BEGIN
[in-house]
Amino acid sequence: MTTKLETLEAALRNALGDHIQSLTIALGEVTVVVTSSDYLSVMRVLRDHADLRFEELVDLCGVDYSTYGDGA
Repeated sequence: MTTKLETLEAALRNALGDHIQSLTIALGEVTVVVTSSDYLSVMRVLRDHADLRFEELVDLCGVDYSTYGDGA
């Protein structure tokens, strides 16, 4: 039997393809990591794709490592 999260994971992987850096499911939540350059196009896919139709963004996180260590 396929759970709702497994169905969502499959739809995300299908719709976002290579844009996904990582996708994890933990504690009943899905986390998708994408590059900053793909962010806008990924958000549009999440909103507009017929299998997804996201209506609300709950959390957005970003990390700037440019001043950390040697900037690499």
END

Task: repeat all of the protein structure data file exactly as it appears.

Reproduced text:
[in-house]
Amino acid sequence: MTTKLETLEAALRNALGDHIQSLTIALGEVTVVVTSSDYLSVMRVLRDHADLRFEELVDLCGVDYSTYGDGA
Repeated sequence: MTTKLETLEAALRNALGDHIQSLTIALGEVTVVVTSSDYLSVMRVLRDHADLRFEELVDLCGVDYSTYGDGA
């Protein structure tokens, strides 16, 4: 039997393809990591794709490592 999260994971992987850096499911939540350059196009896919139709963004996180260590 396929759970709702497994169905969502499959739809995300299908719709976002290579844009996904990582996708994890933990504690009943899905986390998708994408590059900053793909962010806008990924958000549009999440909103507009017929299998997804996201209506609300709950959390957005970003990390700037440019001043950390040697900037690499």